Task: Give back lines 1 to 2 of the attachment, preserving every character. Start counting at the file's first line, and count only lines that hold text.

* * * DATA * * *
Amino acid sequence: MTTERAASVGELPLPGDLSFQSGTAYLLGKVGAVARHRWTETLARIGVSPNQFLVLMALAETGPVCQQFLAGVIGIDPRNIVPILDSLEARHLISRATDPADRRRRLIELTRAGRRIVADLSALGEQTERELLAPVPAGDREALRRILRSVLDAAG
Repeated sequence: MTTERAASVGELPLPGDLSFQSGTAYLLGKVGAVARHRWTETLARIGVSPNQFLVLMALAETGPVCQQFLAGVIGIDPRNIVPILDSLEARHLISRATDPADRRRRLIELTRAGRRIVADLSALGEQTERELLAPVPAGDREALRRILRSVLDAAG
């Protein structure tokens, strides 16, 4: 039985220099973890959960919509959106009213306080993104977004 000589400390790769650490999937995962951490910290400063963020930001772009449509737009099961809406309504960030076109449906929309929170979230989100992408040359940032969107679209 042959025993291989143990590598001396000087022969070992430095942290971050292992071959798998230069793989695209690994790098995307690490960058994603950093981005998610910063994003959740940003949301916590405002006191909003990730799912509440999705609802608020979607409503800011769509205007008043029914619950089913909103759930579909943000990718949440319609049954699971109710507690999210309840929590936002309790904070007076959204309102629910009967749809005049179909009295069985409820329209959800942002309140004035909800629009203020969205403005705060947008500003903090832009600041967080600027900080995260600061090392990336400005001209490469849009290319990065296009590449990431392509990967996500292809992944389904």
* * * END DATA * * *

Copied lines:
Amino acid sequence: MTTERAASVGELPLPGDLSFQSGTAYLLGKVGAVARHRWTETLARIGVSPNQFLVLMALAETGPVCQQFLAGVIGIDPRNIVPILDSLEARHLISRATDPADRRRRLIELTRAGRRIVADLSALGEQTERELLAPVPAGDREALRRILRSVLDAAG
Repeated sequence: MTTERAASVGELPLPGDLSFQSGTAYLLGKVGAVARHRWTETLARIGVSPNQFLVLMALAETGPVCQQFLAGVIGIDPRNIVPILDSLEARHLISRATDPADRRRRLIELTRAGRRIVADLSALGEQTERELLAPVPAGDREALRRILRSVLDAAG